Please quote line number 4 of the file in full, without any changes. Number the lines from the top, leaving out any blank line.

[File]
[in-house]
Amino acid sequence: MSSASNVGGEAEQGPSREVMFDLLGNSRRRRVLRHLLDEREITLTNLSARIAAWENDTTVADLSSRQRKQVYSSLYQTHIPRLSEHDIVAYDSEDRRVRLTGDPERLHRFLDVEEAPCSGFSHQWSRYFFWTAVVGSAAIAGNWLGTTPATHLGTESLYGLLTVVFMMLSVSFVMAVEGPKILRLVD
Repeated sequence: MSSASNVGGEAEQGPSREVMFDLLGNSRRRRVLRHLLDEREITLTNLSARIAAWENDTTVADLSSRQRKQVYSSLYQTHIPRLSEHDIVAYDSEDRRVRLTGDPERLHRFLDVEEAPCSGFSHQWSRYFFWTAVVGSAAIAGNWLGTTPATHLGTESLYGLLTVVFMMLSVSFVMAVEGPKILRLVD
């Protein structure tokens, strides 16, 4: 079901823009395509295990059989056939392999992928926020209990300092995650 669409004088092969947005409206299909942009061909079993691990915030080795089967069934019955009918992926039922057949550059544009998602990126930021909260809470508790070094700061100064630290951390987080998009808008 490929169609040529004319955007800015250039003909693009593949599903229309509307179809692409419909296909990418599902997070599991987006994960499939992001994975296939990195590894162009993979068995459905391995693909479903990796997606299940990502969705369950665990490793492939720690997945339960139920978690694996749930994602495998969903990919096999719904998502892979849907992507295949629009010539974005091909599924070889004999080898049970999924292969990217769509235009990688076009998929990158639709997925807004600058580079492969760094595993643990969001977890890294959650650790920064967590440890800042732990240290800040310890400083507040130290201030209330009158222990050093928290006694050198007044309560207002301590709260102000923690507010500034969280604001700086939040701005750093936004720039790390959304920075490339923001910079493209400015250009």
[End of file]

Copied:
């Protein structure tokens, strides 16, 4: 079901823009395509295990059989056939392999992928926020209990300092995650 669409004088092969947005409206299909942009061909079993691990915030080795089967069934019955009918992926039922057949550059544009998602990126930021909260809470508790070094700061100064630290951390987080998009808008 490929169609040529004319955007800015250039003909693009593949599903229309509307179809692409419909296909990418599902997070599991987006994960499939992001994975296939990195590894162009993979068995459905391995693909479903990796997606299940990502969705369950665990490793492939720690997945339960139920978690694996749930994602495998969903990919096999719904998502892979849907992507295949629009010539974005091909599924070889004999080898049970999924292969990217769509235009990688076009998929990158639709997925807004600058580079492969760094595993643990969001977890890294959650650790920064967590440890800042732990240290800040310890400083507040130290201030209330009158222990050093928290006694050198007044309560207002301590709260102000923690507010500034969280604001700086939040701005750093936004720039790390959304920075490339923001910079493209400015250009």